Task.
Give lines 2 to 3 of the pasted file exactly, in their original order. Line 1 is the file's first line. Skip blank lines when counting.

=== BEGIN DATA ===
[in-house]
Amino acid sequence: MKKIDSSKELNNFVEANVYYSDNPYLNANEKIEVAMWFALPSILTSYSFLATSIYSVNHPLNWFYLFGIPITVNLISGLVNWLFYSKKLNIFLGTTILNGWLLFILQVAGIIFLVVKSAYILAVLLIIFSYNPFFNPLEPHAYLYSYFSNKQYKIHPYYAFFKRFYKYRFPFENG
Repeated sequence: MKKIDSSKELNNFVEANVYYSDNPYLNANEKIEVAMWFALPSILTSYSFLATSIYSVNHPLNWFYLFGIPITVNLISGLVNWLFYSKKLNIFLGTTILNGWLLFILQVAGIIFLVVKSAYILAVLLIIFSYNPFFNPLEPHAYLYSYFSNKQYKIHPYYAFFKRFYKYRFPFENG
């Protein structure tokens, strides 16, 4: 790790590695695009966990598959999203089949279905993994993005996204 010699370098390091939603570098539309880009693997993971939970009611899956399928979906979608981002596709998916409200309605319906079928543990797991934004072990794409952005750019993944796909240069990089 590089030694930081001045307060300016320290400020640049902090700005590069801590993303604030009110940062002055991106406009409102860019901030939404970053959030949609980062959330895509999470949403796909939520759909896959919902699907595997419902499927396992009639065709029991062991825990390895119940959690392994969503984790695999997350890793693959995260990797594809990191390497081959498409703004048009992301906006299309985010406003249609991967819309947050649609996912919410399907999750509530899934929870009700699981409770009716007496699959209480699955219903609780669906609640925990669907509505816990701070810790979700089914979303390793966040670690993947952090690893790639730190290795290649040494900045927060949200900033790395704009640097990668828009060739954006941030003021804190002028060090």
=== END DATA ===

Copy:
Amino acid sequence: MKKIDSSKELNNFVEANVYYSDNPYLNANEKIEVAMWFALPSILTSYSFLATSIYSVNHPLNWFYLFGIPITVNLISGLVNWLFYSKKLNIFLGTTILNGWLLFILQVAGIIFLVVKSAYILAVLLIIFSYNPFFNPLEPHAYLYSYFSNKQYKIHPYYAFFKRFYKYRFPFENG
Repeated sequence: MKKIDSSKELNNFVEANVYYSDNPYLNANEKIEVAMWFALPSILTSYSFLATSIYSVNHPLNWFYLFGIPITVNLISGLVNWLFYSKKLNIFLGTTILNGWLLFILQVAGIIFLVVKSAYILAVLLIIFSYNPFFNPLEPHAYLYSYFSNKQYKIHPYYAFFKRFYKYRFPFENG